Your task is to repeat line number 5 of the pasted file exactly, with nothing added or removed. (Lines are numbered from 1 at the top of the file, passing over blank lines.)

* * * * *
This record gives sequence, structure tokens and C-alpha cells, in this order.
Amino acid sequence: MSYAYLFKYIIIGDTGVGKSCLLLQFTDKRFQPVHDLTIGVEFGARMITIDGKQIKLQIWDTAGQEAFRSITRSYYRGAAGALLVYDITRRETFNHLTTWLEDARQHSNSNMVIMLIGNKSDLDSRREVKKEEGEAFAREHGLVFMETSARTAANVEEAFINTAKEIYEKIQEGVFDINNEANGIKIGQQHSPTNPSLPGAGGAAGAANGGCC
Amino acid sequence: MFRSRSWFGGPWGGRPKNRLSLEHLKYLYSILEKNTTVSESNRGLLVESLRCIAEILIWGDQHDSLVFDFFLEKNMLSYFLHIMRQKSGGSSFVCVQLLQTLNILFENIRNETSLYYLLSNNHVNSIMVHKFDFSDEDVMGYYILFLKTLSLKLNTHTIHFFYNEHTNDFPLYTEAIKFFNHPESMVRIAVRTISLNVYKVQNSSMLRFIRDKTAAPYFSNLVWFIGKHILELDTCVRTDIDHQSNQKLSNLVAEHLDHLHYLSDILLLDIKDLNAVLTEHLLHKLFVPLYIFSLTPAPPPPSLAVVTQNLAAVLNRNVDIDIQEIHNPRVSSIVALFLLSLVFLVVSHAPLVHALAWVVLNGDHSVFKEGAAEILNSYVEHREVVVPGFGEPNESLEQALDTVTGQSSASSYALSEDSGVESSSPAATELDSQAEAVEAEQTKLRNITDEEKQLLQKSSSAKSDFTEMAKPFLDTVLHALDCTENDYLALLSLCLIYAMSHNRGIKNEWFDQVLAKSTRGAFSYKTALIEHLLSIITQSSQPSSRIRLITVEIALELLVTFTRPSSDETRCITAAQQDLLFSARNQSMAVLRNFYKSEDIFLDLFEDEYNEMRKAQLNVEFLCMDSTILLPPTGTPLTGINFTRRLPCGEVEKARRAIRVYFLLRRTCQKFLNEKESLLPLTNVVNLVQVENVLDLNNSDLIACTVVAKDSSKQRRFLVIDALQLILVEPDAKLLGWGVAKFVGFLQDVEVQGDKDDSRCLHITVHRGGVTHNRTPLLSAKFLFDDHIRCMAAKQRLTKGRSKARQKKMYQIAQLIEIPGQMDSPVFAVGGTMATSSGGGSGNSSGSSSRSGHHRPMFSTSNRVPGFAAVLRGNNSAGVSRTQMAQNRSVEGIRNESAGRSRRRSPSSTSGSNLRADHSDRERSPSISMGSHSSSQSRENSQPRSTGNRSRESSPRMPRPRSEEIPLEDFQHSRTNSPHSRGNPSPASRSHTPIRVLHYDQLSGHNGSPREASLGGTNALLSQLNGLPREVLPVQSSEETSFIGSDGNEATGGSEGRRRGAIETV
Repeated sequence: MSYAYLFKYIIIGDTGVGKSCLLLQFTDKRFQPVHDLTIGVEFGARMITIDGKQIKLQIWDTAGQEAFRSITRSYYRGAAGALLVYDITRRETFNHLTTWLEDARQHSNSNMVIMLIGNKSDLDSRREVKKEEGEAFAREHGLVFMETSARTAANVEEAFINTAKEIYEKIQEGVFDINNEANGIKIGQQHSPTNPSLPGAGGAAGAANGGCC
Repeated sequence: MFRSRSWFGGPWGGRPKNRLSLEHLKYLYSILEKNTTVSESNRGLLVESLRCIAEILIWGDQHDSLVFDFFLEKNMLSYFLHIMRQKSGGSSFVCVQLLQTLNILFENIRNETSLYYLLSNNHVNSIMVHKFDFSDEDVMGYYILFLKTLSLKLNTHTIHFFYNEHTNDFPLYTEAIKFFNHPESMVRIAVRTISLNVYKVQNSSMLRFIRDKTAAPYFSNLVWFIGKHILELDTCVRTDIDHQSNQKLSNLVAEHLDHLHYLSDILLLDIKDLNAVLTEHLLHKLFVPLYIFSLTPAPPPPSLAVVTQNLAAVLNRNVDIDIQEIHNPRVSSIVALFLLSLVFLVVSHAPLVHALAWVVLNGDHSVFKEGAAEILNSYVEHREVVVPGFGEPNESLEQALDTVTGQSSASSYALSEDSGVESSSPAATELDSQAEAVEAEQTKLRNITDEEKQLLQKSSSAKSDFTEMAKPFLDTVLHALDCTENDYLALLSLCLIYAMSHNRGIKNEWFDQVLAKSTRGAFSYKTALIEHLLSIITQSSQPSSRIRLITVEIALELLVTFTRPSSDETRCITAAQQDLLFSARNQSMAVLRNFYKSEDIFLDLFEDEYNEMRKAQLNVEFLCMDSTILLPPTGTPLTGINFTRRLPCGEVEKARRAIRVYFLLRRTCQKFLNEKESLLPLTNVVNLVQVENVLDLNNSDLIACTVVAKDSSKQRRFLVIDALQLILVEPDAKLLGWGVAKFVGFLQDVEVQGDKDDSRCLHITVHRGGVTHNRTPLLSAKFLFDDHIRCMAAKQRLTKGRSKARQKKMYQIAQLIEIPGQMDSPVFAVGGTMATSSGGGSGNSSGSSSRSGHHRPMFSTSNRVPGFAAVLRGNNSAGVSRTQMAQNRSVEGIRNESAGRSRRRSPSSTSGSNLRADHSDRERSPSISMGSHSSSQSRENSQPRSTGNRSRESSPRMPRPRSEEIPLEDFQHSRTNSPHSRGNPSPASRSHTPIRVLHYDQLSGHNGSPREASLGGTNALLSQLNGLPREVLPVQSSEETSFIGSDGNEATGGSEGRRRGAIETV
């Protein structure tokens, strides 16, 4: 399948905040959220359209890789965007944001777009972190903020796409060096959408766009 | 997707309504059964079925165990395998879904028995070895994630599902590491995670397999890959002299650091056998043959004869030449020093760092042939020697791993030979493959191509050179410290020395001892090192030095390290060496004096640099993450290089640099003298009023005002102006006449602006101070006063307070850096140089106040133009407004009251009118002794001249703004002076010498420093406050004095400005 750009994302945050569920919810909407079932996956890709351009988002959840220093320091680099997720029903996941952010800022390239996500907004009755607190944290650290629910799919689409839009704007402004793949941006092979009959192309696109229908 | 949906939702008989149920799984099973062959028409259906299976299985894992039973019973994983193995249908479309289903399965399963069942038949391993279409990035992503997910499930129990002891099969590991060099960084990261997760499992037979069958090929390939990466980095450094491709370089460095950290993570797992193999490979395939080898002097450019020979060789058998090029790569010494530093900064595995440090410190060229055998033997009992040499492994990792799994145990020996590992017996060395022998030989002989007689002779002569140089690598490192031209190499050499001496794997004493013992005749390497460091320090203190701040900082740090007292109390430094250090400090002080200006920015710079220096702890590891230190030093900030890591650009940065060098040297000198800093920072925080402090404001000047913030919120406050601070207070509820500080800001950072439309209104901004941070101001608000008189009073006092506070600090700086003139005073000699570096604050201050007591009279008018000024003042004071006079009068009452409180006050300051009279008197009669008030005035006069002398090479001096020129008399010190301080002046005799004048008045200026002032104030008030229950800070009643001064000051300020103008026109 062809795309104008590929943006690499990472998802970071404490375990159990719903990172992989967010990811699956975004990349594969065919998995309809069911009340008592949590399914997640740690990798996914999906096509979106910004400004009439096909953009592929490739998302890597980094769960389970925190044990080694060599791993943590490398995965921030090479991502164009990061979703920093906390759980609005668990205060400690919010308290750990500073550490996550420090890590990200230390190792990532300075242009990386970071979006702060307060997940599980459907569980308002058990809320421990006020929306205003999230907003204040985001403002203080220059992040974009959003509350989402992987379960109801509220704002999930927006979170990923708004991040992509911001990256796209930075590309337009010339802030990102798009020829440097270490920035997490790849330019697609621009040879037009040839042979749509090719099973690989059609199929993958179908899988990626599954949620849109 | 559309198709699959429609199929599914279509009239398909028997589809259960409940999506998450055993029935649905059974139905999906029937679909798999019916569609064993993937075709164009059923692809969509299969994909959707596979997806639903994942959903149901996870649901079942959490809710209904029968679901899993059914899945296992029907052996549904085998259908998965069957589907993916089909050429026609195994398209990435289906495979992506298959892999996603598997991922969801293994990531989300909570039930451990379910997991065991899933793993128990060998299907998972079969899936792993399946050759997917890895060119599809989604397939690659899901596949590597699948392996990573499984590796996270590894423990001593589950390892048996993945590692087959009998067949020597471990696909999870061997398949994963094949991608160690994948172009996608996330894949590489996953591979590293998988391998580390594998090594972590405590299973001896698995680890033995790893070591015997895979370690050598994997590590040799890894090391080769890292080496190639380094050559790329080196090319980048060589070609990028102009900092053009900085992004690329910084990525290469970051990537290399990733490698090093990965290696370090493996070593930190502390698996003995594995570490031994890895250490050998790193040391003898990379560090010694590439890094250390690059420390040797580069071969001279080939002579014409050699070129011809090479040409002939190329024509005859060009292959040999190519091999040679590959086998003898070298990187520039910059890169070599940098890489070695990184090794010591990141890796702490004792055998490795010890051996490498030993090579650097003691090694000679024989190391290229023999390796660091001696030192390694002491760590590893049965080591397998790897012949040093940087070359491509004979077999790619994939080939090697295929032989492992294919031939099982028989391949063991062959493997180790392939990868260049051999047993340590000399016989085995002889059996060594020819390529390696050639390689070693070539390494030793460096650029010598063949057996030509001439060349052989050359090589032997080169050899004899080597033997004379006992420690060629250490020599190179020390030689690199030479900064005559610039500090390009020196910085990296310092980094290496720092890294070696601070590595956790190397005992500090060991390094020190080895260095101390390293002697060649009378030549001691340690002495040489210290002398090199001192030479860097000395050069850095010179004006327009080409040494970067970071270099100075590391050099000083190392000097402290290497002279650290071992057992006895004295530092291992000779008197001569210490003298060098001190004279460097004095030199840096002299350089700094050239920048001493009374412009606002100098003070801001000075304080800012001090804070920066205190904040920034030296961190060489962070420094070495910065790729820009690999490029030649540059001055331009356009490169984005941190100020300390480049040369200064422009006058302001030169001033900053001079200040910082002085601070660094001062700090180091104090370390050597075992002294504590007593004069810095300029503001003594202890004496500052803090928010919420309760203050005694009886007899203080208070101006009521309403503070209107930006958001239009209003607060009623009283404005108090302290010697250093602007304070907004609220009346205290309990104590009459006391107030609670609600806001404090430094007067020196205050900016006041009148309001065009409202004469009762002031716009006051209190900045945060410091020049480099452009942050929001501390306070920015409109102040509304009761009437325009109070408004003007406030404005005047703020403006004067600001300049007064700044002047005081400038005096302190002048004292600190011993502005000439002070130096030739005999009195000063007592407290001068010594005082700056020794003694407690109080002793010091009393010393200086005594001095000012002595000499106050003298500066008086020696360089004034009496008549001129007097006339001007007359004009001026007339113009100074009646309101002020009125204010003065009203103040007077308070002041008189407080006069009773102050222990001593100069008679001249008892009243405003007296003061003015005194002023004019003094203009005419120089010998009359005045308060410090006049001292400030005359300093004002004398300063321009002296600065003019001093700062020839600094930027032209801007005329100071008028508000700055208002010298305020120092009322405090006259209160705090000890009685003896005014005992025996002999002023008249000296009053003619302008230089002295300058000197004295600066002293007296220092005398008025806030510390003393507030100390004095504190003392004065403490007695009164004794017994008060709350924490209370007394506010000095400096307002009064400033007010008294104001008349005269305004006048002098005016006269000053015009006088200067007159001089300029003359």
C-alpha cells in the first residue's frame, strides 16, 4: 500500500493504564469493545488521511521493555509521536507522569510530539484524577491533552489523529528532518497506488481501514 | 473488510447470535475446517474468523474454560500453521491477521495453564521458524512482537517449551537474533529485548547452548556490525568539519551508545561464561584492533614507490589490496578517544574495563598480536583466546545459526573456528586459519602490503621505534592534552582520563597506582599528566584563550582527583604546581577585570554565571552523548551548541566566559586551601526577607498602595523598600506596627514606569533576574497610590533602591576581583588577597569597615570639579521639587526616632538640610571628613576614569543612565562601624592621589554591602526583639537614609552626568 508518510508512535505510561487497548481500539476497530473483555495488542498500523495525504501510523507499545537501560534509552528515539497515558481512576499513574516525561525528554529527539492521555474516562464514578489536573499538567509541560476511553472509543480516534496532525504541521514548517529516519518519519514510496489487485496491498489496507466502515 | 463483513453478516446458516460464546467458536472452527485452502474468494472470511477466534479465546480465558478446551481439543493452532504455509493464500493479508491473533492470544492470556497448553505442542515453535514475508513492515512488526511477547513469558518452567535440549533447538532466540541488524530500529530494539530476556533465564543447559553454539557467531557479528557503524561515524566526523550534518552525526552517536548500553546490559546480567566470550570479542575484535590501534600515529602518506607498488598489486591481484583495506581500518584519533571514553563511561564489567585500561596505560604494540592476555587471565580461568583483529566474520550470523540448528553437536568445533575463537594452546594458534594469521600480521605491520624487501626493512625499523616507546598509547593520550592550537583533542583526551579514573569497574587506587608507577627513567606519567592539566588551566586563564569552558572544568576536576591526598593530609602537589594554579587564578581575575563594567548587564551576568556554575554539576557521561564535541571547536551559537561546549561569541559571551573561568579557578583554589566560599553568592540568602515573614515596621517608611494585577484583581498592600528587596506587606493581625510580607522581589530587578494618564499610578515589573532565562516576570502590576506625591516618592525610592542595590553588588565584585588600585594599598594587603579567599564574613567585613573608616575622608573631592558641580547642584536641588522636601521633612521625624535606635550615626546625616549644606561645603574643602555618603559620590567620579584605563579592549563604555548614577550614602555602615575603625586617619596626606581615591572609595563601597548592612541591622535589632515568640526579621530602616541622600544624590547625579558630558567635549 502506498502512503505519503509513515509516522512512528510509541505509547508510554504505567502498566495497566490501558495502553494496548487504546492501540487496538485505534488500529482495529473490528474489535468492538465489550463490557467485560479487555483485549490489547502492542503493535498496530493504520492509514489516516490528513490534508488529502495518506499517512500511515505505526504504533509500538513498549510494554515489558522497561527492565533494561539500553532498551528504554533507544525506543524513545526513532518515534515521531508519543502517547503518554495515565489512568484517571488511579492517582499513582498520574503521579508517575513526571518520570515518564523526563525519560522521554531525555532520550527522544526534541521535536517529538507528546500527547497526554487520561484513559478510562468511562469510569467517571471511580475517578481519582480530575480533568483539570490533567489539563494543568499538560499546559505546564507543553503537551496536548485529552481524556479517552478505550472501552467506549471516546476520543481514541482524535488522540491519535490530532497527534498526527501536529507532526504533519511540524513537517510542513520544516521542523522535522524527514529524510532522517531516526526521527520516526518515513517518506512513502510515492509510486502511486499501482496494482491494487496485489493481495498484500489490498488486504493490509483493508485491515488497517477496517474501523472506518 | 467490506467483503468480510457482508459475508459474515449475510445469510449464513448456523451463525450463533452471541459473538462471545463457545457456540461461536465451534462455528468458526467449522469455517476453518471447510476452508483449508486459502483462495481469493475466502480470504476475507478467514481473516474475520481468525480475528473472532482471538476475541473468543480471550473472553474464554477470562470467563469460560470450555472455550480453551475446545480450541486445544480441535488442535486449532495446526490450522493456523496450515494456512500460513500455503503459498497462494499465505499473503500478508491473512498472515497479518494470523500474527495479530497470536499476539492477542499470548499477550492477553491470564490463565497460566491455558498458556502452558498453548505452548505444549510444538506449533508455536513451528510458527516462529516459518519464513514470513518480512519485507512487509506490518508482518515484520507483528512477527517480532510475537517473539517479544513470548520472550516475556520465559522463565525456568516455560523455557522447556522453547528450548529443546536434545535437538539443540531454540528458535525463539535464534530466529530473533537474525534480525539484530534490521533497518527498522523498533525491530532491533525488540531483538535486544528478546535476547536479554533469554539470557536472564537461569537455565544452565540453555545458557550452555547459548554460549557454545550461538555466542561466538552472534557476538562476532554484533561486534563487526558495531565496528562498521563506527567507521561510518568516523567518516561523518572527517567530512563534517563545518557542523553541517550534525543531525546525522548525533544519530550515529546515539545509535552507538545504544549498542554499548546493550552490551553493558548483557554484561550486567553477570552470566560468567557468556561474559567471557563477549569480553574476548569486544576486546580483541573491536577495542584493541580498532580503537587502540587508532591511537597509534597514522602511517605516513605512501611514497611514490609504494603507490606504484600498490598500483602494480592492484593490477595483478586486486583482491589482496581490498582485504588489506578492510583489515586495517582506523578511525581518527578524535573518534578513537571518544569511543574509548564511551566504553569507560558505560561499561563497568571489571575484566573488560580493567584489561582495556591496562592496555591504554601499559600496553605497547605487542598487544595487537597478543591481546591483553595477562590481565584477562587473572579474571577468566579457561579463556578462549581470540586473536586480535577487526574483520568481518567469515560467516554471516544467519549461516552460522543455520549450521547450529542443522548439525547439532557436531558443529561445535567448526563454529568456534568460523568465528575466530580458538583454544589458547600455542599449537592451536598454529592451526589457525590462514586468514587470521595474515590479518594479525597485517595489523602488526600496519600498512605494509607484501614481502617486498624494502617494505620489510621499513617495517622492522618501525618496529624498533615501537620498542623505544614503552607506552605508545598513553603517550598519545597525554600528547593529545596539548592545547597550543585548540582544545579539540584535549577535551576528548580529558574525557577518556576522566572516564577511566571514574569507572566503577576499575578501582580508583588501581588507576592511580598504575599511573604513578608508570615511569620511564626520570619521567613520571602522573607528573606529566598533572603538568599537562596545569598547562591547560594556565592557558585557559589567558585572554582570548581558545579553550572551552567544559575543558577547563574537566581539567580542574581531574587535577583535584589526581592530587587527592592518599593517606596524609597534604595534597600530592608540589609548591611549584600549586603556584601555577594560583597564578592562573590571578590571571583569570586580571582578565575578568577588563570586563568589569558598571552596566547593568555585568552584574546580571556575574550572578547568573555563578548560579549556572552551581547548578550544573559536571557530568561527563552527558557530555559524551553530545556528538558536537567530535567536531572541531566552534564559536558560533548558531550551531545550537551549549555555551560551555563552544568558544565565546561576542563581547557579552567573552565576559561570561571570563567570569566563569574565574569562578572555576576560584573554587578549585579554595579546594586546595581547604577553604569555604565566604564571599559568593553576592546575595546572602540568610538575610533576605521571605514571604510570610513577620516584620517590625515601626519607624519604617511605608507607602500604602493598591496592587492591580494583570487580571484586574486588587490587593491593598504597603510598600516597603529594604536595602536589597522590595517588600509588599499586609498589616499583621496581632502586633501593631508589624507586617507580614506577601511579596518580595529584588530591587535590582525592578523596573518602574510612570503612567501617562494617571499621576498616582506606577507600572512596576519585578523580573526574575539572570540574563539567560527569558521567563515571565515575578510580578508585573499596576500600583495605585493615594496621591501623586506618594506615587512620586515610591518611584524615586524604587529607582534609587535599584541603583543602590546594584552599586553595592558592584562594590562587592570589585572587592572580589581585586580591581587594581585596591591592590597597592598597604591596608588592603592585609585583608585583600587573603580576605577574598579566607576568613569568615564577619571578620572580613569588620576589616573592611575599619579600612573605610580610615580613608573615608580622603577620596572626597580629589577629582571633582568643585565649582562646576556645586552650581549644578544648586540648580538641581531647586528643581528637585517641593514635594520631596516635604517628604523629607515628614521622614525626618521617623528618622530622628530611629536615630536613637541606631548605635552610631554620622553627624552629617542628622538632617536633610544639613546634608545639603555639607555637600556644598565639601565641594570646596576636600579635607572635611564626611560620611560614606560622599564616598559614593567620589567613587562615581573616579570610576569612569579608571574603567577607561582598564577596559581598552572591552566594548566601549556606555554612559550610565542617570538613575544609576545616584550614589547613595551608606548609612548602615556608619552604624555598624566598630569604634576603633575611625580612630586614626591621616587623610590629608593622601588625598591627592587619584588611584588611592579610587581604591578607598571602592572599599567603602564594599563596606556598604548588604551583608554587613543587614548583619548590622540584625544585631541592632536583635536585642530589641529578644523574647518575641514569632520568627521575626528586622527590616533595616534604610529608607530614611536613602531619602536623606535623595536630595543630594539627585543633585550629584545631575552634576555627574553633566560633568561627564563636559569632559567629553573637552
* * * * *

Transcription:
Repeated sequence: MFRSRSWFGGPWGGRPKNRLSLEHLKYLYSILEKNTTVSESNRGLLVESLRCIAEILIWGDQHDSLVFDFFLEKNMLSYFLHIMRQKSGGSSFVCVQLLQTLNILFENIRNETSLYYLLSNNHVNSIMVHKFDFSDEDVMGYYILFLKTLSLKLNTHTIHFFYNEHTNDFPLYTEAIKFFNHPESMVRIAVRTISLNVYKVQNSSMLRFIRDKTAAPYFSNLVWFIGKHILELDTCVRTDIDHQSNQKLSNLVAEHLDHLHYLSDILLLDIKDLNAVLTEHLLHKLFVPLYIFSLTPAPPPPSLAVVTQNLAAVLNRNVDIDIQEIHNPRVSSIVALFLLSLVFLVVSHAPLVHALAWVVLNGDHSVFKEGAAEILNSYVEHREVVVPGFGEPNESLEQALDTVTGQSSASSYALSEDSGVESSSPAATELDSQAEAVEAEQTKLRNITDEEKQLLQKSSSAKSDFTEMAKPFLDTVLHALDCTENDYLALLSLCLIYAMSHNRGIKNEWFDQVLAKSTRGAFSYKTALIEHLLSIITQSSQPSSRIRLITVEIALELLVTFTRPSSDETRCITAAQQDLLFSARNQSMAVLRNFYKSEDIFLDLFEDEYNEMRKAQLNVEFLCMDSTILLPPTGTPLTGINFTRRLPCGEVEKARRAIRVYFLLRRTCQKFLNEKESLLPLTNVVNLVQVENVLDLNNSDLIACTVVAKDSSKQRRFLVIDALQLILVEPDAKLLGWGVAKFVGFLQDVEVQGDKDDSRCLHITVHRGGVTHNRTPLLSAKFLFDDHIRCMAAKQRLTKGRSKARQKKMYQIAQLIEIPGQMDSPVFAVGGTMATSSGGGSGNSSGSSSRSGHHRPMFSTSNRVPGFAAVLRGNNSAGVSRTQMAQNRSVEGIRNESAGRSRRRSPSSTSGSNLRADHSDRERSPSISMGSHSSSQSRENSQPRSTGNRSRESSPRMPRPRSEEIPLEDFQHSRTNSPHSRGNPSPASRSHTPIRVLHYDQLSGHNGSPREASLGGTNALLSQLNGLPREVLPVQSSEETSFIGSDGNEATGGSEGRRRGAIETV